20 August 2005 | krorie
Brando vs. The Beetles
My son-in-law recently saw "Easy Rider" for the first time and became totally confused. "What's that all about?" he asked me. What could I say? I replied, "You just had to have lived through those times to understand and appreciate the movie." The same can be said of "The Wild One." Before "Blackboard Jungle," before "Rebel Without A Cause," before "Look Back in Anger," there was "The Wild One." "What are you rebelling against?" "Whatcha got?" That certainly sounds like James Dean in "Rebel Without a Cause" but, no, it's Johnny (Brando) in "The Wild One." I saw this movie for the first time when I was 13 and was mesmerized by it. Apparently it was distributed again after "Blackboard Jungle" and "Rebel Without a Cause" came out because I saw it the same year I saw the other two. As far as fascination of the three, this one effected me most. Almost as good as Brando is Lee Marvin. I've read conflicting accounts of how The Beatles came up with their name. One, they so admired Buddy Holly and the Crickets that they adopted Beatles as a replacement for Crickets. The other story is that John Lennon so admired "The Wild One" that he took the name of the rival bikers and gave it a new spelling. Whatever the case, Lee Marvin is a good foil for Brando.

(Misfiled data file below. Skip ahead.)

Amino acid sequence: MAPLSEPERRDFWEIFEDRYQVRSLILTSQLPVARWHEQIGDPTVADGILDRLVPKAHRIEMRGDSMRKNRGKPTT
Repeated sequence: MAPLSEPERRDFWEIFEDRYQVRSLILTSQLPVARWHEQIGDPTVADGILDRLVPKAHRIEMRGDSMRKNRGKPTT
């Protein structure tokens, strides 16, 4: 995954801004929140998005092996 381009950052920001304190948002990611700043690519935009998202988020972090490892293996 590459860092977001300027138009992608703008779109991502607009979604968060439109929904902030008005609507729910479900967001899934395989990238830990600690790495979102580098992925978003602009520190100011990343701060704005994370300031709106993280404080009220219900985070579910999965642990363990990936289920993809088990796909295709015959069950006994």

My favorite part of the movie is the opening. The open highway is a symbol for the movie. The highway is a means of passage for new ideas, new challenges, new life styles. The highway can bring evil as well as good. It is symbolic of freedom and a carefree way of life. It's not surprising that trucks began replacing freight trains as the major means of transport for goods and services following World War II. The highway also began replacing the rails as the major means of escape for the socially and spiritually oppressed among us. The viewer sees the blacktop for what seems to be several minutes. Suddenly, something appears on the horizon. Before the viewer knows it, rebels in the form of bikers are headed directly toward the camera. Then it seems they actually run through the camera and come out of the screen into the audience. What a piece of cinematography. Hungarian-born Laszlo Benedek mainly concentrated on television after this film. Being such a gifted director, one wishes he had done more films.
There is actually not much of a story in this movie. Supposedly based on a true account of a biker gang taking possession of a small California town, it's mainly a comment on changing times and mores in post-war America. But from the first roar of bikes journeying down the pavement, the viewer is hooked and stays spellbound to the very end. One thing puzzles me about the film's history: How does a movie get banned in Finland?